Hydrangea symbolizes heartfelt emotions. It can be used to express gratitude for being understood. In its negative sense hydrangea symbolizes frigidity and heartlessness.
First discovered in Japan, the name hydrangea comes from the Greek “hydor,” meaning water, and “angos,” meaning jar or vessel. This roughly translates to “water barrel,” referring to the hydrangea’s need for plenty of water and its cup-shaped flower. With its wooden stems and lacy, star-shaped flowers packed closely together in a pompom, the hydrangea’s color ranges from white to blue to pink and purple, determined by the acidity level of the soil.
There remains some debate over the hydrangea’s symbolism – with some connecting it to vanity and boastfulness (perhaps reflecting its abundance of petals and lavish, rounded shape) and others suggesting that a bouquet of hydrangea expresses the giver’s gratefulness for the recipient’s understanding. Still, others suggest it represents anything that’s sincerely heartfelt. Despite this variation in flower meaning, there appears to be an overwhelming consensus that this 4th wedding anniversary flower possesses enduring grace and beauty.
Although different tulip colours carry distinct meanings - yellow tulips symbolizing cheerful thoughts, white conveying forgiveness and purple representing royalty - a Turkish legend may be responsible for the red tulip’s symbolism. The story goes that a prince named Farhad was love struck by a maiden named Shirin. When Farhad learned that Shirin had been killed, he was so overcome with grief that he killed himself - riding his horse over the edge of a cliff. It’s said that a scarlet tulip sprang up from each droplet of his blood, giving the red tulip the meaning “perfect love.”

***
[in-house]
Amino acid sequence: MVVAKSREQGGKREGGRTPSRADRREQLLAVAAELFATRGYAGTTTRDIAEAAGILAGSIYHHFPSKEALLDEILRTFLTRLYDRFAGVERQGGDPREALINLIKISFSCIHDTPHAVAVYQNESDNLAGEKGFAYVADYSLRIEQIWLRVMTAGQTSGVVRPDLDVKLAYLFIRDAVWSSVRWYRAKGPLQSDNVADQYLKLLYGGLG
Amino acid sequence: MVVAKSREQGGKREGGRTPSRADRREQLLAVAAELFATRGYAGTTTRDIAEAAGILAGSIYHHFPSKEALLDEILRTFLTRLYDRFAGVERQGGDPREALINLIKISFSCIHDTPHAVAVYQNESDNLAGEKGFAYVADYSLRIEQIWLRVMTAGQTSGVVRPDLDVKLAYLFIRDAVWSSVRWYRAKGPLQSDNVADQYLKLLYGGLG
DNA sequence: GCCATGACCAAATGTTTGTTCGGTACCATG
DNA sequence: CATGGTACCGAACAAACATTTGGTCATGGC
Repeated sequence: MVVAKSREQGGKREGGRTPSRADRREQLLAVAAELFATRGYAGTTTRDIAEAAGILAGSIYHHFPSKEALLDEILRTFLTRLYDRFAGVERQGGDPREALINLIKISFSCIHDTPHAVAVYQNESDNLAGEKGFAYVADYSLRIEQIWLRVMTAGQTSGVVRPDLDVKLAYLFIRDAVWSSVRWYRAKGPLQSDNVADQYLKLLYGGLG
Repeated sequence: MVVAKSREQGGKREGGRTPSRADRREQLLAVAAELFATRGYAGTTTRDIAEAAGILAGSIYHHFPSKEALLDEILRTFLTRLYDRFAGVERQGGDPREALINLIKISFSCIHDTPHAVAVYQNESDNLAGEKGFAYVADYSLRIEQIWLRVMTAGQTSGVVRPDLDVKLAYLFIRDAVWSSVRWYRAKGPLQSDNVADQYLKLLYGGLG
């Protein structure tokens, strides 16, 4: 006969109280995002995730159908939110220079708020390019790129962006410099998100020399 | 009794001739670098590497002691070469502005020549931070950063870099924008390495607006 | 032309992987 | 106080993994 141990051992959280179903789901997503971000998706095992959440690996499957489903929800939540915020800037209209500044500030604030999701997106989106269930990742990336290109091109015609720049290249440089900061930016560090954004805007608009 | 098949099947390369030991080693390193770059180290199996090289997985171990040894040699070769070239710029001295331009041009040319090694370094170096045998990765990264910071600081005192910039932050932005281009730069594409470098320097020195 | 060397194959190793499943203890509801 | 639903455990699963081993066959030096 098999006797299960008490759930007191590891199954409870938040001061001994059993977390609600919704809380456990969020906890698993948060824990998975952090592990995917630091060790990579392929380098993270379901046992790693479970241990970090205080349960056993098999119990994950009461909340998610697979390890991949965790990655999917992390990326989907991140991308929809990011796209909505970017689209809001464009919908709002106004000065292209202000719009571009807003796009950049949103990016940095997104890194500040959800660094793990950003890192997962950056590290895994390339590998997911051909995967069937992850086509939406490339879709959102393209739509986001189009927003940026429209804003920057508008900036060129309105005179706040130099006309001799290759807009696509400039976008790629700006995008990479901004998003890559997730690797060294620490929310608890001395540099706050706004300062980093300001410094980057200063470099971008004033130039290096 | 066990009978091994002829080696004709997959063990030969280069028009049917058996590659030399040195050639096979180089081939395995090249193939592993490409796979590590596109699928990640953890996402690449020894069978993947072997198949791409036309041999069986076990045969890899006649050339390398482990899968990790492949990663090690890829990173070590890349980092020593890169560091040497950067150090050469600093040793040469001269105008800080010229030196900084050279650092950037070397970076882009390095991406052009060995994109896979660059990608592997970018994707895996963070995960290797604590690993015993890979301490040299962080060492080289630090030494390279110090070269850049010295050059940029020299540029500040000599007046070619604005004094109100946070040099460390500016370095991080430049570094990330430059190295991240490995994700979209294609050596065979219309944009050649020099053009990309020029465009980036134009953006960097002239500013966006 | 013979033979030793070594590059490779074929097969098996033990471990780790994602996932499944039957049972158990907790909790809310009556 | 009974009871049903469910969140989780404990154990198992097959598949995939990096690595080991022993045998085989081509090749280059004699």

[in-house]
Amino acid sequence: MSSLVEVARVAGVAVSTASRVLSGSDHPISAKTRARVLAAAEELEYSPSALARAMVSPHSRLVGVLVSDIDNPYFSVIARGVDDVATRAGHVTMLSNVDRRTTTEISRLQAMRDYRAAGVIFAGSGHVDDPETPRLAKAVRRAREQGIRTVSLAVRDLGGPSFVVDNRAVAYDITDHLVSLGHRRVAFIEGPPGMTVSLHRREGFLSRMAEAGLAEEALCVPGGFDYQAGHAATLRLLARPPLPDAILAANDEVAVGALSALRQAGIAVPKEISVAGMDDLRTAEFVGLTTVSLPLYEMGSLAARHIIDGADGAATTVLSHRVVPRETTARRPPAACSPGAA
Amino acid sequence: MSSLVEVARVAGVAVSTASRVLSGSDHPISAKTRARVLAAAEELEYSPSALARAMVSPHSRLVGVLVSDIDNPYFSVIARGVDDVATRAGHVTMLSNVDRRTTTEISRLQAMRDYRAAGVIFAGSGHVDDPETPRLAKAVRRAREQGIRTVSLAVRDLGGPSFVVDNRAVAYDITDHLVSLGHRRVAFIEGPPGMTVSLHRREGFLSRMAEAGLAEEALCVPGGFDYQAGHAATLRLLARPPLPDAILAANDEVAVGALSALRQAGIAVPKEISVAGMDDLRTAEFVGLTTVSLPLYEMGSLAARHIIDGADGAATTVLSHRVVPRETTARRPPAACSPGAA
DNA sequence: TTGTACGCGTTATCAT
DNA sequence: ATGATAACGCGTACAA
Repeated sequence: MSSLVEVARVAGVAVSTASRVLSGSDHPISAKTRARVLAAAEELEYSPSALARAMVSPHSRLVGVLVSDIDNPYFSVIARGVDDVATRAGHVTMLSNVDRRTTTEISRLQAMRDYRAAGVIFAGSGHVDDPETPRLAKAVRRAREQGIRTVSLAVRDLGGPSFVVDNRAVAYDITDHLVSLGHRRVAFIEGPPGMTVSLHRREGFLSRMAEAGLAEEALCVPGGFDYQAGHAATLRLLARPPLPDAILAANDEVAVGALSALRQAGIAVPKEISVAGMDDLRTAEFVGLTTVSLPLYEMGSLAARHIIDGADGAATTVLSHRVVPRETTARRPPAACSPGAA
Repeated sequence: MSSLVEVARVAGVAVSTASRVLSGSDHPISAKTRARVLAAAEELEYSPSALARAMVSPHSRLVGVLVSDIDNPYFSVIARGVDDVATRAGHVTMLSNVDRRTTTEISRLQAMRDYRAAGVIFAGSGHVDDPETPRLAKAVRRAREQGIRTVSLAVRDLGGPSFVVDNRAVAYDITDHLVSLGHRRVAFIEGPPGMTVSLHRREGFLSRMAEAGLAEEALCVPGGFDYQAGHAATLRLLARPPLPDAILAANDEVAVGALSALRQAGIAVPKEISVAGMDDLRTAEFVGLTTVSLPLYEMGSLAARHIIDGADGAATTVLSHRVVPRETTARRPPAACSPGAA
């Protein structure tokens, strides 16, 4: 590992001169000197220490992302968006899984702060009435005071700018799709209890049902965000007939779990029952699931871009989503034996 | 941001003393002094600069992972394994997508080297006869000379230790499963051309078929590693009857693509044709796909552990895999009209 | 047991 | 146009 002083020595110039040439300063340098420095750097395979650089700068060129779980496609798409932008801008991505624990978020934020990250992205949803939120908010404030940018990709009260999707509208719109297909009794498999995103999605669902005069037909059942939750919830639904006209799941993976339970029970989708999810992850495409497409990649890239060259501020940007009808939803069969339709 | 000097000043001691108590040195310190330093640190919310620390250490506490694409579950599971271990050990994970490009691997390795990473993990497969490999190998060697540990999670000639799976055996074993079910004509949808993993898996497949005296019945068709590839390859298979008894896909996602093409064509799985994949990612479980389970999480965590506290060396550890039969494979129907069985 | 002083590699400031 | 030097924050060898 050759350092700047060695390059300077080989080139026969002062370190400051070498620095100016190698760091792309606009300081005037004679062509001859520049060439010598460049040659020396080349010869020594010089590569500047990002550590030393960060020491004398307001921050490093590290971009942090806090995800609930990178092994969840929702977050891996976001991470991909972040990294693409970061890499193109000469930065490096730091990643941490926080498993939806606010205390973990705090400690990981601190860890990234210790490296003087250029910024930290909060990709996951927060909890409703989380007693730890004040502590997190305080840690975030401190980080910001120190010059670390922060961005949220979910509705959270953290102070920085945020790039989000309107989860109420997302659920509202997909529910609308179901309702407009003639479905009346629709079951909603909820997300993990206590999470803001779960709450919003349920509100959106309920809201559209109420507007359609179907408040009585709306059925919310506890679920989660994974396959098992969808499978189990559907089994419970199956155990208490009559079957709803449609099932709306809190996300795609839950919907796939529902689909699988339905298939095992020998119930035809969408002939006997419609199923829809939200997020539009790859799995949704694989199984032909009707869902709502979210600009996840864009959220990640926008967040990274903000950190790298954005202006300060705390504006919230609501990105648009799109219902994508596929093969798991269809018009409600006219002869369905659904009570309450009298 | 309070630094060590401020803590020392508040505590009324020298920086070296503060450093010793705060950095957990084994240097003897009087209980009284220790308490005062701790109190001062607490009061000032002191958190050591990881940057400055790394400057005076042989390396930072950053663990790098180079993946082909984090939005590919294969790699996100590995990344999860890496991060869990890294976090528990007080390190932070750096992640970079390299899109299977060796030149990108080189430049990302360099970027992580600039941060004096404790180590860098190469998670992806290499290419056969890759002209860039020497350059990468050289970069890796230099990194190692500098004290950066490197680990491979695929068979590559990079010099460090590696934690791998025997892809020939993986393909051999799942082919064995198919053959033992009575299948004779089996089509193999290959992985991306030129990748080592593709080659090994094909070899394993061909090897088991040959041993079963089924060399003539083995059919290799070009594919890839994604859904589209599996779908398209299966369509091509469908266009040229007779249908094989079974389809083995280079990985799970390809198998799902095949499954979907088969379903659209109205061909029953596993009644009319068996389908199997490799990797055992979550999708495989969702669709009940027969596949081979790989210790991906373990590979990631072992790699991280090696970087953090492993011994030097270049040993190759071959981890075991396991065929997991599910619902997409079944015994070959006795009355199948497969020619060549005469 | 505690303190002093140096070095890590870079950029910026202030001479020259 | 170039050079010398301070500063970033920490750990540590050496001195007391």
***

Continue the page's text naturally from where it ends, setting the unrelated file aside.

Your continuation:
Originally from Persia and Turkey, tulips were brought to Europe in the 16th century, where they got their common name from the Turkish word for gauze (with which turbans were wrapped) - reflecting the turban-like appearance of a tulip in full bloom. By the 17th century, the popularity of tulips, particularly in the Netherlands, became so great that the price of a single bulb soared to new heights, causing markets to crash and putting into motion “tulip mania.”
The 11th wedding anniversary flower, it’s said that the tulip’s velvety black center represents a lover’s heart, darkened by the heat of passion. With the power to rival roses in their red variety and the sweet charm to express simple joy when yellow, it’s no wonder that in addition to all its other symbolism, in the language of flowers, a tulip bouquet represents elegance and grace.
Madeleine Lemaire, from Catalogue d’exposition de la société d’aquarellistes français (Exhibition catalog of the society of French watercolorists), Paris, 1882.
The Strychnine tree is a deciduous tree native to India and southeast Asia. It is a major source of the highly poisonous alkaloids strychnine and brucine, derived from the seeds inside the tree’s round, green to orange fruit. The seeds contain approximately 1.5% strychnine, and the dried blossoms contain 1.023%. However, the tree’s bark also contains brucine and other poisonous compounds.
Strychnine takes control of the nervous system, flicking on a switch that leads to a flood of painful, unstoppable signals. With nothing to stop the nervous system from firing, every muscle in the body goes into violent spasm, the back arches, breathing becomes impossible, and the victim dies of respiratory failure or sheer exhaustion. Symptoms start within half an hour and death comes a few agonizing hours later. By the end the face of the deceased is fixed in a rigid, terror-stricken grin. It is rumoured to be the sort of poison that one could develop a gradual tolerance for. The Greek king Mithridates is believed to have slowly built up a resistance to an entire bouquet of poisons, including strychnine, so that he could survive a sneak attack from an enemy. He tested his potions on prisoners before swallowing them himself.
In The Count of Monte Cristo, Alexandre Dumas writes of brucine, another poison found in the seed of the strychnine tree, and suggests that after taking minute amounts and gradually building up a tolerance, “at the end of a month, when drinking water from the same carafe, you would kill the person who drank with you, without your perceiving, otherwise than from slight inconvenience, that there was any poisonous substance mingled with this water.”